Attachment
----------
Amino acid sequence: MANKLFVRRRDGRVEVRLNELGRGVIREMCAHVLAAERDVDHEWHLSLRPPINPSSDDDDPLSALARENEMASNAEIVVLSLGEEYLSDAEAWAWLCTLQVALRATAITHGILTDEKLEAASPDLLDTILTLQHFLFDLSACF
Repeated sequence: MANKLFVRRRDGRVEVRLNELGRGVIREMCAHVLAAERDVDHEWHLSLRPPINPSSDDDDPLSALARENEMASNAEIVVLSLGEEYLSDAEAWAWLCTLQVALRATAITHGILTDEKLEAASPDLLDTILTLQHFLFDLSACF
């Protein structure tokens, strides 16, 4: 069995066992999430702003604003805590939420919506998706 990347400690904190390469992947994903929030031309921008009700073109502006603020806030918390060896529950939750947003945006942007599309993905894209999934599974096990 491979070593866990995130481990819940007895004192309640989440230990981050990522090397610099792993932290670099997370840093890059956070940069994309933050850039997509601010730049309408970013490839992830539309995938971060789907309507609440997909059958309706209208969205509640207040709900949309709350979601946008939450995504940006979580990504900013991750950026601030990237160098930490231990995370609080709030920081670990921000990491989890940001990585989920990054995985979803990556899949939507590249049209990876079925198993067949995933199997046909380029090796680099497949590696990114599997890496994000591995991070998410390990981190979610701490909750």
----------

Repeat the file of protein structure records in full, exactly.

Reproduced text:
Amino acid sequence: MANKLFVRRRDGRVEVRLNELGRGVIREMCAHVLAAERDVDHEWHLSLRPPINPSSDDDDPLSALARENEMASNAEIVVLSLGEEYLSDAEAWAWLCTLQVALRATAITHGILTDEKLEAASPDLLDTILTLQHFLFDLSACF
Repeated sequence: MANKLFVRRRDGRVEVRLNELGRGVIREMCAHVLAAERDVDHEWHLSLRPPINPSSDDDDPLSALARENEMASNAEIVVLSLGEEYLSDAEAWAWLCTLQVALRATAITHGILTDEKLEAASPDLLDTILTLQHFLFDLSACF
């Protein structure tokens, strides 16, 4: 069995066992999430702003604003805590939420919506998706 990347400690904190390469992947994903929030031309921008009700073109502006603020806030918390060896529950939750947003945006942007599309993905894209999934599974096990 491979070593866990995130481990819940007895004192309640989440230990981050990522090397610099792993932290670099997370840093890059956070940069994309933050850039997509601010730049309408970013490839992830539309995938971060789907309507609440997909059958309706209208969205509640207040709900949309709350979601946008939450995504940006979580990504900013991750950026601030990237160098930490231990995370609080709030920081670990921000990491989890940001990585989920990054995985979803990556899949939507590249049209990876079925198993067949995933199997046909380029090796680099497949590696990114599997890496994000591995991070998410390990981190979610701490909750």